·         The advantage of this process was that they could "wet age" the beef in the bag and not lose any of the weight of the beef. Wet aging was much more cost effective for the processors so a weaning of the consumers' taste buds began to occur. Slowly, the consumer forgot what the real taste of steak was.

·         Beef is aged for 7 to 21 days. During this process a crust forms on the outside of the loin, very similar to the texture of beef jerky. This layer is trimmed away, leaving steaks that are superior in tenderness and flavor. During the dry aging process, the juices are absorbed into the meat, enhancing the flavor and tenderizing the steaks.

·         Research from major universities, including Kansas State University, indicates the enhancement of flavor and tenderness occurs in this Dry Aging process. Dry Aged Steaks are very popular in the fine, white linen steakhouses on the coasts.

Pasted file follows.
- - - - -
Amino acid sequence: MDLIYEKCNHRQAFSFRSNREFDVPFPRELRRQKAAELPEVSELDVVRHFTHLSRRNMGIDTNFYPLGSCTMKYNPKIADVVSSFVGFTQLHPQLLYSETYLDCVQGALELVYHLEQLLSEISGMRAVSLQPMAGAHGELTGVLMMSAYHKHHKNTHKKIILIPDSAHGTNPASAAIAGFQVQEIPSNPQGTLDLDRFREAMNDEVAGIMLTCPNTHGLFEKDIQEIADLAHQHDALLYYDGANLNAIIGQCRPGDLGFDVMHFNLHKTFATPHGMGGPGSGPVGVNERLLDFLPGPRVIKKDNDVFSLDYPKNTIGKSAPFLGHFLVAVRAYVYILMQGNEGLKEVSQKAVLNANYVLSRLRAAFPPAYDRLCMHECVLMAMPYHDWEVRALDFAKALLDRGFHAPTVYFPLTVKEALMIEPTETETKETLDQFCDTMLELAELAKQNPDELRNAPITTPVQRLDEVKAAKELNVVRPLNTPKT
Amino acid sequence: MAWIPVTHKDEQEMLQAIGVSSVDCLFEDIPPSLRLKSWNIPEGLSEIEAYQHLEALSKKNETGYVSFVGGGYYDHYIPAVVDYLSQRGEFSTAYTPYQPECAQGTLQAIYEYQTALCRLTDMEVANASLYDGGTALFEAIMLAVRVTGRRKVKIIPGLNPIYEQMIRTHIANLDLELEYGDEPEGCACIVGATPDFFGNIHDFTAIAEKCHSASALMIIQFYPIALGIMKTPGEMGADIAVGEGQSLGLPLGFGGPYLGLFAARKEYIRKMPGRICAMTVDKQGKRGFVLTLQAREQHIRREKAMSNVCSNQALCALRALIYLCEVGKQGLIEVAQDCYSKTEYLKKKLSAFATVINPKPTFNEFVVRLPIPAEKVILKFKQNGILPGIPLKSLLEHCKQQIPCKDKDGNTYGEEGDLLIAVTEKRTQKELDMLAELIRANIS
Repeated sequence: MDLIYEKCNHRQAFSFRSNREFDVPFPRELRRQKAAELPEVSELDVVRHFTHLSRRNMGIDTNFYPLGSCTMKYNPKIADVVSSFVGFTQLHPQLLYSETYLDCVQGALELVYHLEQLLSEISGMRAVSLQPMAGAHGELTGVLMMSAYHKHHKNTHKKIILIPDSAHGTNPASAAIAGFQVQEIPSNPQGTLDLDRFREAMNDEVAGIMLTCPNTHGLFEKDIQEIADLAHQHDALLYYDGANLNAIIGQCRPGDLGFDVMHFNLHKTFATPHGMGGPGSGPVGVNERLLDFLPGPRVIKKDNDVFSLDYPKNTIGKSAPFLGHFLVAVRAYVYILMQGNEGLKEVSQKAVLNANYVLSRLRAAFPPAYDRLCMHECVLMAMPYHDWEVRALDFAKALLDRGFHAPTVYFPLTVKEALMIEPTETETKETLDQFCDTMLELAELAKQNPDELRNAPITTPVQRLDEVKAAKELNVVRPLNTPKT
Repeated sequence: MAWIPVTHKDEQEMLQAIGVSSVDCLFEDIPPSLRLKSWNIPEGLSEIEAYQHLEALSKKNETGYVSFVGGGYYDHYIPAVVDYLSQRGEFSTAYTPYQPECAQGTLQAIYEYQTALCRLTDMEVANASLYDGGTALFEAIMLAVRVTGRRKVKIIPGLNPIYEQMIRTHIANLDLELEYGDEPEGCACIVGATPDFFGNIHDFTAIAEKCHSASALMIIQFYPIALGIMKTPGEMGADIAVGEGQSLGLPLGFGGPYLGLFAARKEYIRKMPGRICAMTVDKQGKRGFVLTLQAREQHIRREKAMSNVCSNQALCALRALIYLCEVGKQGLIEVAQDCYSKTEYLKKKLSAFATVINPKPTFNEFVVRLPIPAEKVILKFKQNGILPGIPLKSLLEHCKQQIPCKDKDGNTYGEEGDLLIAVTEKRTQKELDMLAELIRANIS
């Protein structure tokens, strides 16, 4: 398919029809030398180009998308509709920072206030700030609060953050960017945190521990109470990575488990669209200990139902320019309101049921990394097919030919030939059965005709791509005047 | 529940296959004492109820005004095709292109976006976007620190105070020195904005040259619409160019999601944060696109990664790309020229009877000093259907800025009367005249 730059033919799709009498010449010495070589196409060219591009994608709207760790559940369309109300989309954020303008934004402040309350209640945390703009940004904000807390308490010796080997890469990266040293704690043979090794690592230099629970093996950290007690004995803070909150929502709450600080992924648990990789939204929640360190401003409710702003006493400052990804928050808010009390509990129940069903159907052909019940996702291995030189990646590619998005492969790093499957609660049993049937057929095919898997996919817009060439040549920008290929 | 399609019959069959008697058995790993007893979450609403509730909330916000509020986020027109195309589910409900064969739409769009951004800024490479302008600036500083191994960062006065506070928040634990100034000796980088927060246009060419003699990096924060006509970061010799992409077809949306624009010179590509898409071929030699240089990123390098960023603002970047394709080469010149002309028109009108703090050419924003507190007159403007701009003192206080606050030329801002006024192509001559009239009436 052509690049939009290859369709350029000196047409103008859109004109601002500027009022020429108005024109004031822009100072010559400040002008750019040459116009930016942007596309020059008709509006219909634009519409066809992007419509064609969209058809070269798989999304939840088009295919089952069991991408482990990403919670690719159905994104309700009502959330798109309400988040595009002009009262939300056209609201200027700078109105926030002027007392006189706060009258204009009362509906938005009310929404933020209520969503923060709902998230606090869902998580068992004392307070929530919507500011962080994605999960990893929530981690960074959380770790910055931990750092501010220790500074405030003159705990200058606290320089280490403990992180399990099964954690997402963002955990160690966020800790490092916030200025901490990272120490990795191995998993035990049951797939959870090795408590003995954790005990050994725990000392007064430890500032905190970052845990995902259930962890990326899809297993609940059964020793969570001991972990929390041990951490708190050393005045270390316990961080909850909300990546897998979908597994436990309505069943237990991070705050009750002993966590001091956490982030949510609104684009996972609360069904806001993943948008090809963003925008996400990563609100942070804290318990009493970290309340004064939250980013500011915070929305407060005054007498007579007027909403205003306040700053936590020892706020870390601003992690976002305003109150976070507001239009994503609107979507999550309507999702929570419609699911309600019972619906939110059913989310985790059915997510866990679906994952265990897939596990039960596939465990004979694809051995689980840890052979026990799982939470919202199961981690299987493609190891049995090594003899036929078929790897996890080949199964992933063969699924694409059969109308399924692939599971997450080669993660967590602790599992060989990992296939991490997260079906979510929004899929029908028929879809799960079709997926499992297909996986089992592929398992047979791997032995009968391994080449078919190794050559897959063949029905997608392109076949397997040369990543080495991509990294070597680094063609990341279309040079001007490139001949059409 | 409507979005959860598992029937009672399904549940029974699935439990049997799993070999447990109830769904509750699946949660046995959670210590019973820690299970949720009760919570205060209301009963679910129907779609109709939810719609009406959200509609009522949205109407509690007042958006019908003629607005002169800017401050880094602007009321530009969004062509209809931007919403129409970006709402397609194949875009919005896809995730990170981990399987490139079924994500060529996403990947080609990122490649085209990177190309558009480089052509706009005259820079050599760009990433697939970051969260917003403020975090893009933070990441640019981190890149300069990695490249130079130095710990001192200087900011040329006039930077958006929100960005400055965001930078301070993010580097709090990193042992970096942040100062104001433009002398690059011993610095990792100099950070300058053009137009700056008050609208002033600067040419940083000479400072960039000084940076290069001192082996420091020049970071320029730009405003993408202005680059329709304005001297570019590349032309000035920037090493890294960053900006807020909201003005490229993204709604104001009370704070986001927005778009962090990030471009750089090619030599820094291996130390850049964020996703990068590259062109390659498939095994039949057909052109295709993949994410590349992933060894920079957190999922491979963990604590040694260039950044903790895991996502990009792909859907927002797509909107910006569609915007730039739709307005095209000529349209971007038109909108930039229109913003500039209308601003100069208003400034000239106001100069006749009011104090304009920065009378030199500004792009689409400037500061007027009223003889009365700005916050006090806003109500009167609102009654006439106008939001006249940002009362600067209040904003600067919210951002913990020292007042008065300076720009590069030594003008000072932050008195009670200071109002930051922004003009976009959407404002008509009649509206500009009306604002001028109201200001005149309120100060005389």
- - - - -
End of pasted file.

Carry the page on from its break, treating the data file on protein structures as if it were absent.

·         The dry aging process takes special care and requires a relatively large inventory. It is very time consuming and expensive, requiring extra effort, storage and high-quality beef.

·          Up to 20% of the original weight of the loin is lost during the dry aging process. This is why dry aged steak is offered only in fine restaurants, upscale grocery stores and gourmet steak companies.

·         Dry aging occurs while the beef is hanging in a refrigerated cooler, at a specific temperature and humidity, for 10 to 28 days after harvest and prior to cutting.


Tags: Beef